Door Closers, Top to Bottom

The most important thing about door closers has nothing to do with the closers themselves. Before installing, servicing or adjusting a door closer, make certain the hinges are properly lubricated, the hinge screws are tight and the door closes smoothly and latches properly. If the door is not operating properly, no door closer will be able to solve the problems.

The purpose of a door closer is to close and latch the door under controlled operation every time, preventing slamming and minimizing the sounds that occur as the door is closing. For the purpose of this article, we will only discuss swinging door closers including overhead concealed, surface mounted and floor closers.

Door closing equipment has been around for well over 100 years. Some of the original products are still sold today, such as spring hinges, springs, weights, door checks and door closers. An early Norton closer has the name “Door Check” manufactured into the arms.

Door closers come in different applications, configurations, sizes and shapes. They can be mounted into the floor beneath the door, into the header area above the door, and surface mounted onto the face of the door. Each type of door closer has its advantages and disadvantages.

Most architects install concealed door closers on the public exterior doors of a building because of the aesthetics.

Early pot (traditional) closers would wind up the clock-style spring as the door is being opened. The spring would unwind as the door is closing. To control the closing speed, the spring would drive a piston, forcing fluid through orifices in the cylinder. Many pot closers have two holes in different positions. The first, larger hole would permit faster movement (sweep speed). The second, smaller hole closer to the end of the travel, created sufficient force to close and secure the door (latch speed). Without fluid, the spring would expand rapidly and the door would slam.

The standard “streamline” or modern surface-mounted door closer operates using fluid in a rack-and-pinion spring-loaded piston mechanism. When the door is opened, the arm assembly rotates a geared spindle that moves a gear driven piston, compressing the main spring and forcing fluid into the area previously occupied by the piston. The spring pressure increases as the door is opened. The farther the door is opened, the greater the spring pressure. As the door is closing, the spring expands and exerts pressure on the piston. As the piston moves back, fluid is forced back to the area surrounding the spring. The valves that control the movement of the fluid as the spring expands determine controlled opening and closing of the door. If fluid is permitted to move too quickly, the door will slam. If fluid is restricted too much, the door will not close and latch.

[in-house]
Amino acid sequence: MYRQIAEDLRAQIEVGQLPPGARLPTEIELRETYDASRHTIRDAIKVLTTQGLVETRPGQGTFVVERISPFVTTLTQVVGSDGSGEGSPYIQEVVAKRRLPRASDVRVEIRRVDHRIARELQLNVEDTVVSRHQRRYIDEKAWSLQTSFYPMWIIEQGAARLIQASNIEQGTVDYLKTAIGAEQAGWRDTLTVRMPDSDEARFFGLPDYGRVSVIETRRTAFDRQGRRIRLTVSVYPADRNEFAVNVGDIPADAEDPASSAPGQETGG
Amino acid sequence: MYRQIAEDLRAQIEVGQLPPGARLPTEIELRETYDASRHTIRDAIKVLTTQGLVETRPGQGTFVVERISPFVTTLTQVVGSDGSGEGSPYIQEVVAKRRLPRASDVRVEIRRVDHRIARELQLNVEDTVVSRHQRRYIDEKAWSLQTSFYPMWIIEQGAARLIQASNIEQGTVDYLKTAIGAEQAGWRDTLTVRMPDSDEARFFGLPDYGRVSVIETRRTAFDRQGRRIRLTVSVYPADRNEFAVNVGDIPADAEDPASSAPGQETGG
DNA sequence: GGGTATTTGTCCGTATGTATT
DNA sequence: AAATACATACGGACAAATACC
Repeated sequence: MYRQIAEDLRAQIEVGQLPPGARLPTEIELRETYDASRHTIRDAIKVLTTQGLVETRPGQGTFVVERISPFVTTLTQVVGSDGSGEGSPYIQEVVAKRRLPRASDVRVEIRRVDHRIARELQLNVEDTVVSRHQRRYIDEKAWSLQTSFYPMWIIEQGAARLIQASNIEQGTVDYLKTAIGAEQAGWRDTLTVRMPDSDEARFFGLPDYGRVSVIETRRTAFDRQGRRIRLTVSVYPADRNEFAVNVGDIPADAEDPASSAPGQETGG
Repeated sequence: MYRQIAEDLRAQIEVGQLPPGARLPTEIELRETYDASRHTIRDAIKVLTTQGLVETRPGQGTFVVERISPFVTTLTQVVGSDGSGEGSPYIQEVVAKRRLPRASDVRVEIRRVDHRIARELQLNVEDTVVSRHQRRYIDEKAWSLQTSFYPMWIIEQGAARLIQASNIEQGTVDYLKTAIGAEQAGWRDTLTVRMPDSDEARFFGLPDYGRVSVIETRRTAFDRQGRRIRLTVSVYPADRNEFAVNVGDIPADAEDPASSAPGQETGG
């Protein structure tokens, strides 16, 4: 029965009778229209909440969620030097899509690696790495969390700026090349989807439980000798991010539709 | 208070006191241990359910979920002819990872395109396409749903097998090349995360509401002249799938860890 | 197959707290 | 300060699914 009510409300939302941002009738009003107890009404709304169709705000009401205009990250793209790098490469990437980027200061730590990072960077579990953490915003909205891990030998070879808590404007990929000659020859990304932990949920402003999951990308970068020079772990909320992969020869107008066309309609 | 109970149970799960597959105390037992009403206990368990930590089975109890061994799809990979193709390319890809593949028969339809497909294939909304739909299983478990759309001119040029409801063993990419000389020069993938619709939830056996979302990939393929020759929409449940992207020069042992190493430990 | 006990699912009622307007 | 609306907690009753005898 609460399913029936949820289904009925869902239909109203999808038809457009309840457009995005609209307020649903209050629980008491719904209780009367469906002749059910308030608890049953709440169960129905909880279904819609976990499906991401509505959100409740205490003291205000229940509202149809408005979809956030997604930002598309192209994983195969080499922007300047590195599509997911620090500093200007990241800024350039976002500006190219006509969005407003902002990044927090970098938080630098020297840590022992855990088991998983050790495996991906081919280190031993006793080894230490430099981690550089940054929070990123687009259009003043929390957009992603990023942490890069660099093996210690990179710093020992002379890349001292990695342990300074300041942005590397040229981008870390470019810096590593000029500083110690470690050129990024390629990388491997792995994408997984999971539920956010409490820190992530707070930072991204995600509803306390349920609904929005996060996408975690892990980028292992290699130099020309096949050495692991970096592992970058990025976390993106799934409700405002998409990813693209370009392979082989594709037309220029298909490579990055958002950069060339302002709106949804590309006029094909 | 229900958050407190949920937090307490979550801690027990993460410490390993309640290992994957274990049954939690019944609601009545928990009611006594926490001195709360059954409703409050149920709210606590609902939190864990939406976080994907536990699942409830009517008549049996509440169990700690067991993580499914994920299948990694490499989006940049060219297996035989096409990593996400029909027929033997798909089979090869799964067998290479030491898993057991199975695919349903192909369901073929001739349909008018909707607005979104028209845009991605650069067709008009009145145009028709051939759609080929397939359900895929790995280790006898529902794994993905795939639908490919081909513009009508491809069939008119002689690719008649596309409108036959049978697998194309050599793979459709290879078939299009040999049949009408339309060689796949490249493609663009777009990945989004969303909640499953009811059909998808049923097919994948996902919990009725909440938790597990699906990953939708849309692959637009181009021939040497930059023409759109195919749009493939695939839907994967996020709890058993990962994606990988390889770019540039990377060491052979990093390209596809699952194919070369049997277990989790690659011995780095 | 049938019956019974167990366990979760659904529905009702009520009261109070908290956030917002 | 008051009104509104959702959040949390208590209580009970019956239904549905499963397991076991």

Surface-Mounted Closers

Surface-mounted door closers were initially available with a specific spring power force. The sizes ranged from one to six. For example, a number two door closer is designed for lightweight interior doors. As the weight and height/width of the door increased, so did the size number of the spring force required.

Then manufacturers introduced adjustable sized surface-mounted door closers whose spring force could be adjusted to different sizes, eliminating the need to carry different sized door closers. Adjustable sized door closers vary by manufacturer and model. There are adjustable spring power door closers whose adjustable range is from size 1 through 6 with additional adjustment of more than 50 percent over size 6. Some manufacturers have adjustable closers from sizes 3 through 6. Door closers adjustable from sizes 1 through 4 comply with Americans With Disabilities Act (ADA) requirements for handicapped access.

To be ADA compliant, an interior door cannot have an opening force of more than 5 pounds. In addition, an ADA compliant door closer must adjust the sweep to take at least three second from an open position of 70 degrees to move to a point 3 inches from the latch.

Most standard surface-mounted door closers are non-handed, meaning they can be installed onto left or right hand door openings with either in swing or out swing doors.

The following four methods are used for installing a surface-mounted door closer:

Parallel Arm Mounting - The closer is mounted onto the door face with the shoe mounted onto the jamb using a soffit plate instead of a shoe. The arm is parallel to the opening. This application is for out swing doors with the closer on the interior. Because the arm is parallel to the door face, there is less opportunity for damage that can result from a perpendicular arm.

Regular Arm (Standard) Mounting – The closer is mounted onto the door face with the shoe mounted onto the jamb. The arm is perpendicular to the opening. This application is for in swing doors with the closer on the interior.

Top Jamb Mounting - The shoe is mounted onto the door face with the closer mounted onto the jamb. The arm is perpendicular to the opening. This application is for out swing doors with the closer on the interior.

Parallel Arm, Regular Arm and Top Jamb configured door closers can be provide between approximately 80- and 180-degree opening depending upon the trim and the installation.

Track Arm Mounting – The closer is mounted onto the face of the door with the track arm mounted onto the jamb. Track arm mounting can be used for in swing doors and out swing doors, having the closer mounted on the interior side of the door. However, the maximum opening for a track arm installation is approximately 110 degree swing. The advantage of a track arm mounting is the arm is not exposed when the door is closed.